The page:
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Published on December 8, 2014


Ask for permission before taking photographs of any Cambodian people or monks.

It is customary to remove shoes when entering a place of worship, such as a pagoda or temple. Additionally, dress appropriately when visiting a religious site (upper arms and legs should be covered, hats removed).

Though not always expected, a respectful way of greeting another individual is to bow the head slightly with hands pressed together at the chest (known as “Sampeah”).

If invited to dine in a Cambodian’s family home, it is polite to bring a small gift for the host such as fruit, dessert, or flowers.

If invited to attend a Cambodian wedding, it is customary to bring cash as a wedding gift.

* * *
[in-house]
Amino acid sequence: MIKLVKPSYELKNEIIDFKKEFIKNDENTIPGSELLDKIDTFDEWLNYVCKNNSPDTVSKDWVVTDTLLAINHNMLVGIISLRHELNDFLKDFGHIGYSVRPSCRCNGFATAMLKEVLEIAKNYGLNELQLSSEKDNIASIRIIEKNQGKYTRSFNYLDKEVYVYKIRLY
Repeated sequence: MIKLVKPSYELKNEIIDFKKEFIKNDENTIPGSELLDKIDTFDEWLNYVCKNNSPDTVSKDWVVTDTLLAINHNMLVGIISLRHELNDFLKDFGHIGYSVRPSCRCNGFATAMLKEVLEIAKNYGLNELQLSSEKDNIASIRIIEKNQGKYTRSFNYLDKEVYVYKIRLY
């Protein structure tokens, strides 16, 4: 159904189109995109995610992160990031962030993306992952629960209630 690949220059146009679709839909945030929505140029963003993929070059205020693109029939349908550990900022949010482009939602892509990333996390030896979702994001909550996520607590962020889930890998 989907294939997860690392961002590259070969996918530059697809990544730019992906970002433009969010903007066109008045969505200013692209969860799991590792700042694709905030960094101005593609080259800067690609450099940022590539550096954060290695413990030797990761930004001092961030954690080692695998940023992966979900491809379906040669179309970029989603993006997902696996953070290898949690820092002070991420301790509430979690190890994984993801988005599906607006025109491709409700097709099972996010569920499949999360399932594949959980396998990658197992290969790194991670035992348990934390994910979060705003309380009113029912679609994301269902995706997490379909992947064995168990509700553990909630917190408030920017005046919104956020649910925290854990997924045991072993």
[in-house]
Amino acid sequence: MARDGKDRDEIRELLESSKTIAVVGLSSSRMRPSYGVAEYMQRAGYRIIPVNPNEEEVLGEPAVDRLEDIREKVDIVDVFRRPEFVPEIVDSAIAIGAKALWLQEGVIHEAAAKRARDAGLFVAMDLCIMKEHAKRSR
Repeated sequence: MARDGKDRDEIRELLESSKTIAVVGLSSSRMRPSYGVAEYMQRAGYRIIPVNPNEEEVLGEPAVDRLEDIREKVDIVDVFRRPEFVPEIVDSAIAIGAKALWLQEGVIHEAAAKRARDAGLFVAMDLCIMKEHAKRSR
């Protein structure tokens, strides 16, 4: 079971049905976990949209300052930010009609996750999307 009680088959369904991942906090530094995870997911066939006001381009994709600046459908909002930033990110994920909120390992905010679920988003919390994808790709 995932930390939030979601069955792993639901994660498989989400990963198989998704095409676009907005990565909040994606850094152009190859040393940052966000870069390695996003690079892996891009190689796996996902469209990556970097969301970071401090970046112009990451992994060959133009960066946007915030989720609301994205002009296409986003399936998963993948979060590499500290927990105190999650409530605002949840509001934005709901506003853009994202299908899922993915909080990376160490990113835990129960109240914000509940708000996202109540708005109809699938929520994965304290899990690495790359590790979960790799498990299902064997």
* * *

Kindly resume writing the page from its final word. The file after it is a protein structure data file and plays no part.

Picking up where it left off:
When using a toothpick at the table, use one hand to cover your mouth.


Don’t use your feet to point at someone.

Don’t touch a Cambodian person on the head.

Don’t begin eating if you are a guest at a dinner and the host has yet to take a bite.

Women should never touch monks or hand something directly to them.

Keep public displays of affection to a respectful minimum.

Talking politics can be sensitive, except if your Cambodian host initiates such a conversation.

Common Sense Practices

Do not litter; keep the community clean and safe.

Plastic bags can be hazardous; dispose of them properly.

*Source: Ministry of Tourism, Cambodia